Questions on Tin Whiskers


In a recent post, I shared my perspective on the pluses, minuses and neutral aspects of lead-free solder assembly. In the minus category, I listed tin whiskers. A few people commented that tin whiskers were the biggest concern in lead-free assembly. I have trouble understanding this perspective. I’m not saying these folks are wrong, just that I don’t understand their viewpoint.

First, let me say that I appreciate the concern for tin whiskers in mission critical electronics such as military, aerospace and medical. I am also sympathetic to the fact that, even though these types of electronics are exempt from RoHS, they may have to use RoHS compliant products because non-RoHS compliant products may not be available.

When I discuss the topic of tin whiskers, people will point me to NASA’s tin whisker failures website . However, when one goes to the site, there are only about twenty tin whisker fails referenced, many due to bright tin plate. Bright tin plate should never be used in mission critical electronics as it is virtually assured of producing tin whiskers. In addition, many of the articles referenced do not talk about tin whisker fails. Few if any fails are discussed relevant to RoHS (i.e. almost all fails discussed are prior to July 2006.)

I do not want to minimize the significance of tin whisker fails, some of them cost 100s of millions of dollars (e.g., satellite failures). In addition, there have been a few papers that have discussed the formation of tin whiskers even if mitigation techniques are used. Tin whiskers clearly can cause problems, but do not appear to be common, especially if mitigation techniques are used.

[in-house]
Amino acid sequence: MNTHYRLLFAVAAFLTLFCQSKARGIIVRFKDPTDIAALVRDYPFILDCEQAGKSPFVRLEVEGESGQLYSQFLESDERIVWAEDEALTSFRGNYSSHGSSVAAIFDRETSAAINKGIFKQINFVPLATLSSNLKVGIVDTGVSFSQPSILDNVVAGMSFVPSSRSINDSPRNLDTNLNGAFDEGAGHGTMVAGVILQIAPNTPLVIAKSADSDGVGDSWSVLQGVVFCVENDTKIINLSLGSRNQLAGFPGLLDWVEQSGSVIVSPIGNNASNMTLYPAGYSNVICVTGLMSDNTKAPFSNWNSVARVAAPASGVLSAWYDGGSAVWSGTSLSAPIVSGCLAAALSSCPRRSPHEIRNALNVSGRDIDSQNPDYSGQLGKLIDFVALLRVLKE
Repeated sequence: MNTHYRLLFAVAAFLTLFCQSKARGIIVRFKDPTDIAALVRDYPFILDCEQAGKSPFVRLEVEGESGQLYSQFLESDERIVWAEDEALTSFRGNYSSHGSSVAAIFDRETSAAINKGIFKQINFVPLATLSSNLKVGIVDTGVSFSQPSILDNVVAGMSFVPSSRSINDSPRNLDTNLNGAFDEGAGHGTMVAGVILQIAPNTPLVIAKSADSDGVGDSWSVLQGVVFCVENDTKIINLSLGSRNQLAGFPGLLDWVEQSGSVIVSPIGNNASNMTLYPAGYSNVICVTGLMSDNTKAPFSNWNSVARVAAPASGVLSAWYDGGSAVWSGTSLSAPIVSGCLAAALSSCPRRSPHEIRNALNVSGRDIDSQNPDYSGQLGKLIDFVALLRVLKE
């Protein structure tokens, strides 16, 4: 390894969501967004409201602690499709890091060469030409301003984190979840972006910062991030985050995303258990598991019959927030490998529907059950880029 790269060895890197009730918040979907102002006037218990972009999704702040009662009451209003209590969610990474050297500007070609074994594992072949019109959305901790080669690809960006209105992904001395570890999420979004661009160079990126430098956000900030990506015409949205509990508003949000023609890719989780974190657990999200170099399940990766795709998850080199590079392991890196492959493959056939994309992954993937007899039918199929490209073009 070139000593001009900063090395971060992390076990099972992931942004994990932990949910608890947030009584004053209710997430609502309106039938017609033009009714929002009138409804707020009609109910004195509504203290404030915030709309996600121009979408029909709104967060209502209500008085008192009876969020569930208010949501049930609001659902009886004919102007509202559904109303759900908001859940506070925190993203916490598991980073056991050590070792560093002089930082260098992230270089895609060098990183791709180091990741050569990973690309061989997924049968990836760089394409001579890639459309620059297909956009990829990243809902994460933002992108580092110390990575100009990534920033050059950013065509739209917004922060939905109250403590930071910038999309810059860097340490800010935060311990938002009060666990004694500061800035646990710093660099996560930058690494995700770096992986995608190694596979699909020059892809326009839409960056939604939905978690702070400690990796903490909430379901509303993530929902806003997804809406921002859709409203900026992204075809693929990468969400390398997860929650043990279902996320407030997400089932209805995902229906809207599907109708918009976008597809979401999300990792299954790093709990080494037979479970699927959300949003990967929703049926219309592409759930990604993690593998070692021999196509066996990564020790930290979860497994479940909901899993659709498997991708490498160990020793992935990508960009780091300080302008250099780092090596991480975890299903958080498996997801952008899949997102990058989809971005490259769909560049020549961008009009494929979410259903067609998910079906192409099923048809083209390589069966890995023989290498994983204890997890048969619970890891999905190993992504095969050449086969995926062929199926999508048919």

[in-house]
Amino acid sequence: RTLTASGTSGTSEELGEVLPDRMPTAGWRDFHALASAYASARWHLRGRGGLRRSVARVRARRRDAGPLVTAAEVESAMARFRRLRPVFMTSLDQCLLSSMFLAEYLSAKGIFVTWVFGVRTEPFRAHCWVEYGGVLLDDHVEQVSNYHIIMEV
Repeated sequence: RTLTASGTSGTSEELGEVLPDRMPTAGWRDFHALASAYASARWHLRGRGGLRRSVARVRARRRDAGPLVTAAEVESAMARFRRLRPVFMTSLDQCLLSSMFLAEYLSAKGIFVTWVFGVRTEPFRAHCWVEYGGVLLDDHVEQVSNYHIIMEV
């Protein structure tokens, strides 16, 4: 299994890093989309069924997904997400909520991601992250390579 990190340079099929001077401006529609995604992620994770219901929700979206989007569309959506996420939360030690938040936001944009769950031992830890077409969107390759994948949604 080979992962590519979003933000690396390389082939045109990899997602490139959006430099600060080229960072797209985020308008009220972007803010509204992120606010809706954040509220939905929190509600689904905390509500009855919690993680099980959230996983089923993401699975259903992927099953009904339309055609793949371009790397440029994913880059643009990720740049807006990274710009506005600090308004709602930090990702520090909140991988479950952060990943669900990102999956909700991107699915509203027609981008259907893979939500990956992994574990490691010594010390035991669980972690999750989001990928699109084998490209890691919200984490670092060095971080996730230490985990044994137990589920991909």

So here is my question, who knows of any verified tin whisker fails when tin whisker mitigation techniques were used? Tin whisker mitigation techniques typically use 2% bismuth or antimony in the tin, assure that the tin has a matte finish and use a nickel strike plating between the copper and the tin to minimize copper diffusion into the tin.

Surely if tin whiskers are a major concern, there should be many fails in the over $3 trillion worth of RoHS compliant electronics manufactured since July 2006.


Dr. Ron

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About Dr. Ron

Materials expert Dr. Ron Lasky is a professor of engineering and senior lecturer at Dartmouth, and senior technologist at Indium Corp. He has a Ph.D. in materials science from Cornell University, and is a prolific author and lecturer, having published more than 40 papers. He received the SMTA Founders Award in 2003.

8 thoughts on “Questions on Tin Whiskers